Best wishes to wrestlers, coaches and fans for 2014!

Other opinions

Two other wrestling writers weighed in with their choices for the top wrestling stories for 2013:

  • Gary Abbott’s Top Ten list for TheMat.com. Abbott, writer for USA Wrestling – the governing body for the sport in the U.S. – put together his choices for the most significant stories, with an emphasis on freestyle and Greco-Roman wrestling.
  • Mike Finn’s Top Ten list for WIN. Finn, editor for Wrestling Insider Newsmagazine, posted his top ten choices at the conclusion of the 2012-13 college wrestling season.

Fans “vote” for their top stories. What were the most-read College Wrestling Examiner stories of 2013? Thanks to Google Analytics – which we installed Memorial Day weekend -- we can now see how many individual fans read a particular story. Here are the ten stories which garnered the most readers this year:

  • No. 10: Darton State wrestler Ben Richards dies (1,800+ readers)
  • No. 9: High school mat star Chance Marsteller spurns Penn State for Oklahoma State (1,900+ readers)
  • No. 8: Jordan Oliver defeats Bubba Jenkins at Flowrestling.org’s Who’s No. 1 high school wrestling showcase (2,800+ readers)
  • No. 7: Former wrestlers Guira, Jantzen, Baumgartner help actor Mark Ruffalo train for Foxcatcher movie (3,400+ readers)
  • No. 6: Death of Jimmy Carr, who, at age 17, was youngest U.S. wrestler to make an Olympic team (3,500+ readers)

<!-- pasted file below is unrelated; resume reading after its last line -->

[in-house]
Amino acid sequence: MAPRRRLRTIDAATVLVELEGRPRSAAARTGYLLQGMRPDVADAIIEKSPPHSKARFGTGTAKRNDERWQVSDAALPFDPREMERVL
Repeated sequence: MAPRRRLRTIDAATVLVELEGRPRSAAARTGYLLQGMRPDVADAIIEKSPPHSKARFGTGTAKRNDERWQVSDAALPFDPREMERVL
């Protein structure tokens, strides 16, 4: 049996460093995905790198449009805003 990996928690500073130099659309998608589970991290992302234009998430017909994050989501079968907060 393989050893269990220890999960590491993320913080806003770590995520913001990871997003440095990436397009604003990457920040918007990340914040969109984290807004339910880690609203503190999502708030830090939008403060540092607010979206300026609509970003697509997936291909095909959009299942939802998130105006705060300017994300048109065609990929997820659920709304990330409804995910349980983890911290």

• No. 5: Changes add excitement to 2013 NCAA Division I championships (3,600+ readers)
  • No. 4: Agon Wrestling announces line-ups for its Agon I: The Revolution event (3,700+ readers)
  • No. 3: Penn State’s Ed Ruth is suspended for 30 days (4,800+ readers)
  • No. 2: Recap and results from Agon I: The Revolution (5,900+ readers)
  • No. 1: Foxcatcher movie release announced for Dec. 20 (since delayed) (8,300+ readers)

You may be wondering why stories about the IOC decision and Kyle Dake are not among College Wrestling Examiner’s most-read stories. There are a couple possible explanations. One may be a matter of timing; a good number of our stories on the IOC and Dake were posted before our installation of Google Analytics in late May. Another possibility: These stories were more widely covered by other wrestling websites and publications, as well as the non-wrestling media… while a number of the stories that made our top ten readership list were not covered (or had limited coverage) by other media.

College Wrestling Examiner’s Year in Review: For the fifth straight year, College Wrestling Examiner will be taking a look at the Top Ten stories of the year. This concludes our choices for the ten most significant stories in the world of collegiate wrestling in 2013.

The season is here! Don't miss a thing! Keep up with the biggest on-the-mat developments, as well coach hirings, firings and retirings, new programs, the IOC and Olympic wrestling, and other stories you won't find elsewhere... by clicking the "subscribe" button at the top of the page to make sure you don't miss a single article from College Wrestling Examiner, winner of Amateur Wrestling News' Dellinger Award as wrestling writer of 2011. It's absolutely FREE!